Bookmakers rarely offer many valueobjects during a week. Do not expect to find value in more than 2-5 events during a week. When you find an object which you think has got value, check this event carefully. If the odds presented is 2.0, the team MUST have more than a 50% chance for victory, because the size of the stake is directly related to the winning probability (which is your subjective opinion).
Lenght of the project
For how long will you continue to play with this system?
If you have set yourself a goal with your betting, finish the project when your goal is reached, and start all over again. This way you get to realise the money you’ve earned, and thereby strenghtening your moral and dicipline. If you’ve not set yourself a goal, reset your fund when it approaches 100% payoff. Remember as long as your money is in the bookmaker account, it’s the bookmaker who possesses the money, not you. And what’s the point of earning money when you cannot use them as you please ? Therefore, decide when to reset your fund when you have reach a predefined amount, and start it all over again. Make your earnings visible.
Lets examine the system closer:
The biggest advantage with the Kelly Criteria is that you will lose less money when your fund is low. This is due to the fact that your next stake is a percentage of the fund’s actual size. When the size of the fund is low, your next stake will also be low. If your average stake is 10% of your total funds, then you can lose 6 times in a row, and still have nearly 48% of your funds left (take 0.9 and multiply with itself 6 times).
I won’t bother you with advanced statistics (infact I’m not so sure I understand it myself either…), but if you’ve got the probabilities on your side (you bet with a 10% advantage on the bookie every time), the chance of losing 10 times in a row (at odds=2.0) is 1/3000 !!!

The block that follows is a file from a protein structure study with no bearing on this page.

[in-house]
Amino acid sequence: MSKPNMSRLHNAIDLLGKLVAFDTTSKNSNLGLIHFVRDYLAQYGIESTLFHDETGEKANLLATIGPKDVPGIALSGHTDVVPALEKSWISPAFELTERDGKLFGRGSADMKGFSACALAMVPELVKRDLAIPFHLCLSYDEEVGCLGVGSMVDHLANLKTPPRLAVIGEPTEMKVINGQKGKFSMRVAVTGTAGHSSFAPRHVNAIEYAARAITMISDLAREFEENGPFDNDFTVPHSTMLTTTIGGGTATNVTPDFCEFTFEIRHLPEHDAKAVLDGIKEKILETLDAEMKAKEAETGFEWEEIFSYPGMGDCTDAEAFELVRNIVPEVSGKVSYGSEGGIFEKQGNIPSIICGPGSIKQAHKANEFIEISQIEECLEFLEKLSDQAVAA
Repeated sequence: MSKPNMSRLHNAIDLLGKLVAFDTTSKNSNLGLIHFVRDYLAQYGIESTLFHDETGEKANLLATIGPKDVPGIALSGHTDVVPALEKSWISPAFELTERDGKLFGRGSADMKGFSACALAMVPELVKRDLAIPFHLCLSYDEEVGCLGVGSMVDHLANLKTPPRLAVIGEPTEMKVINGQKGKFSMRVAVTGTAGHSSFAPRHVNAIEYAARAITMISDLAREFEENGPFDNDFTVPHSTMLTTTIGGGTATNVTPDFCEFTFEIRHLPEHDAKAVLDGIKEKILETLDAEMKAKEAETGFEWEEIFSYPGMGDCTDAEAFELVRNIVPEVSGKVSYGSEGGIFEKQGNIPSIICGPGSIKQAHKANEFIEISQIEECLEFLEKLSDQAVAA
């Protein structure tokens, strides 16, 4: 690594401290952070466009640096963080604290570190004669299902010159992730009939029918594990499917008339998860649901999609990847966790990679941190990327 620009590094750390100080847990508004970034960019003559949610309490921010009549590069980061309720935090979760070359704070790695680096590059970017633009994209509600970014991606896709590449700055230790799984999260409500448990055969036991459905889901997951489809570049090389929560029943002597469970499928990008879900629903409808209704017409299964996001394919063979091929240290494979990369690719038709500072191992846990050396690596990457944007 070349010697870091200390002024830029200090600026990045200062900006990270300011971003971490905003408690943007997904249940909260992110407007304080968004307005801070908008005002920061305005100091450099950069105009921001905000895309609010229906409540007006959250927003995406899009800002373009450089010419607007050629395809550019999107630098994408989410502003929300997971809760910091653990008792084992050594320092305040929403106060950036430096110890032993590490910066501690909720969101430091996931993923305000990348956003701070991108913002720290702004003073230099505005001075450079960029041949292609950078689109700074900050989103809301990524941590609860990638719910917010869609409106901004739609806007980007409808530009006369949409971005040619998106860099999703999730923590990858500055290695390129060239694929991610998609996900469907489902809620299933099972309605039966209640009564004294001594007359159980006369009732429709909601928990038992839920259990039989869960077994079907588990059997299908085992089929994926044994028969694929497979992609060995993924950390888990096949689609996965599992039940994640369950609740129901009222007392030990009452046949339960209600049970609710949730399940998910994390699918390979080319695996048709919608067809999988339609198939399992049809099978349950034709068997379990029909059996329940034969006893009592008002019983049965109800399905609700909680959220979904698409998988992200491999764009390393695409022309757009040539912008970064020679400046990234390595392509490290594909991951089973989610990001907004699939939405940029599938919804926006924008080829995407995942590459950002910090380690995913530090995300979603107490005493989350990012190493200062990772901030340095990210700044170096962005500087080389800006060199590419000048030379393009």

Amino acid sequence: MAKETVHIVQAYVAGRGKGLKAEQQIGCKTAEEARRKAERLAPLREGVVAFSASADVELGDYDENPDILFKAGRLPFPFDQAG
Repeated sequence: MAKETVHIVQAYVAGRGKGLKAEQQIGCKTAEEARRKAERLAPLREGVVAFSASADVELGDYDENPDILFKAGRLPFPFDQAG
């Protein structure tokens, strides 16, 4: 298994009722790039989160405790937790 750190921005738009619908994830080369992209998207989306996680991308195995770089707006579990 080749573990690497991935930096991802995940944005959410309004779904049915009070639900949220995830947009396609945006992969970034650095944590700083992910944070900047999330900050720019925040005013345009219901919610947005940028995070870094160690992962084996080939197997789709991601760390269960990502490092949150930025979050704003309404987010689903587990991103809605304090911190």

Kelly is not a system which provides rapid changes to your account. With Kelly you make money by having the required little margin, the extra 5% on each game. If you have the margins on your side, Kelly makes your stakes increase. If you lose, stakes will decrease. As a result of this, you will not experience great changes to your account. Kelly is a system for punters who do not bet jut for the sake of money, but also for the sake of their own satisfaction (when the prediction turns out to be a good one).
If you are a punter with a high risk profile (you like to gamble), and you know that you rarely predict better than the bookmaker, then Martingale, or Row of numbers, could be your money management system. But be ware of the dangers represented with these systems. Their progression rate can be devastating, and can take the mickey out of your projet long before it’s even started.
If you have a low risk profile (you consider betting to be an investment with slightly more risk than a stockfund), and you know you are able to predict slightly better than the bookmaker, then Kelly is your system. Kelly is the system of the profesional punter, a system for punters who thrive for perfection. A system who optimizes the handling of your funds, if, and only if, you can predict better than the “enemy”, i.e the bookmaker.